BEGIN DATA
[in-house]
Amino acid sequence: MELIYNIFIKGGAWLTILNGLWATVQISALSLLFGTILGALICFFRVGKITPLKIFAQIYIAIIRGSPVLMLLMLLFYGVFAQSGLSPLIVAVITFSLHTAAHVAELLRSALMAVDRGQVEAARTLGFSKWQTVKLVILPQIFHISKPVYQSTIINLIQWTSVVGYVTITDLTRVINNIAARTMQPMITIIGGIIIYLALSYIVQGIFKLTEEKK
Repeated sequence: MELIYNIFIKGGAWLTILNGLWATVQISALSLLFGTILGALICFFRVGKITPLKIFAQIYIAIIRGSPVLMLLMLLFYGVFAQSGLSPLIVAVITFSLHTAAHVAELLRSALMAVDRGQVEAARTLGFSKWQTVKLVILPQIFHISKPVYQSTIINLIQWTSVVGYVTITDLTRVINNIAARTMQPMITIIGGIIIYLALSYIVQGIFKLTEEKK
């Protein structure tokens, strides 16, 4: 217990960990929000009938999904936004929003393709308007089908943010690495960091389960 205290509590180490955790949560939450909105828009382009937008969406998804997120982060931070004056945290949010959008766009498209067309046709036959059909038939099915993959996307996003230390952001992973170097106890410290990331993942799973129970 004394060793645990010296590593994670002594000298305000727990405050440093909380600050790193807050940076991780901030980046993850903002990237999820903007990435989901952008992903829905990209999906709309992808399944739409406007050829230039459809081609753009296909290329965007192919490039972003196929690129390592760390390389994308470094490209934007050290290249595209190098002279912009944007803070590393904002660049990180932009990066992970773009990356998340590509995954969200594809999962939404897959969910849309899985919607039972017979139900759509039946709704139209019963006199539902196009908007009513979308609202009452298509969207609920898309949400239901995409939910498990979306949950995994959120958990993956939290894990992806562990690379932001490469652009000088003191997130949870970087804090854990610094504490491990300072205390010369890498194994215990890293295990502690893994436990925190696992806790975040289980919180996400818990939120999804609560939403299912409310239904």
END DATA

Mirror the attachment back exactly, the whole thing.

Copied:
[in-house]
Amino acid sequence: MELIYNIFIKGGAWLTILNGLWATVQISALSLLFGTILGALICFFRVGKITPLKIFAQIYIAIIRGSPVLMLLMLLFYGVFAQSGLSPLIVAVITFSLHTAAHVAELLRSALMAVDRGQVEAARTLGFSKWQTVKLVILPQIFHISKPVYQSTIINLIQWTSVVGYVTITDLTRVINNIAARTMQPMITIIGGIIIYLALSYIVQGIFKLTEEKK
Repeated sequence: MELIYNIFIKGGAWLTILNGLWATVQISALSLLFGTILGALICFFRVGKITPLKIFAQIYIAIIRGSPVLMLLMLLFYGVFAQSGLSPLIVAVITFSLHTAAHVAELLRSALMAVDRGQVEAARTLGFSKWQTVKLVILPQIFHISKPVYQSTIINLIQWTSVVGYVTITDLTRVINNIAARTMQPMITIIGGIIIYLALSYIVQGIFKLTEEKK
């Protein structure tokens, strides 16, 4: 217990960990929000009938999904936004929003393709308007089908943010690495960091389960 205290509590180490955790949560939450909105828009382009937008969406998804997120982060931070004056945290949010959008766009498209067309046709036959059909038939099915993959996307996003230390952001992973170097106890410290990331993942799973129970 004394060793645990010296590593994670002594000298305000727990405050440093909380600050790193807050940076991780901030980046993850903002990237999820903007990435989901952008992903829905990209999906709309992808399944739409406007050829230039459809081609753009296909290329965007192919490039972003196929690129390592760390390389994308470094490209934007050290290249595209190098002279912009944007803070590393904002660049990180932009990066992970773009990356998340590509995954969200594809999962939404897959969910849309899985919607039972017979139900759509039946709704139209019963006199539902196009908007009513979308609202009452298509969207609920898309949400239901995409939910498990979306949950995994959120958990993956939290894990992806562990690379932001490469652009000088003191997130949870970087804090854990610094504490491990300072205390010369890498194994215990890293295990502690893994436990925190696992806790975040289980919180996400818990939120999804609560939403299912409310239904």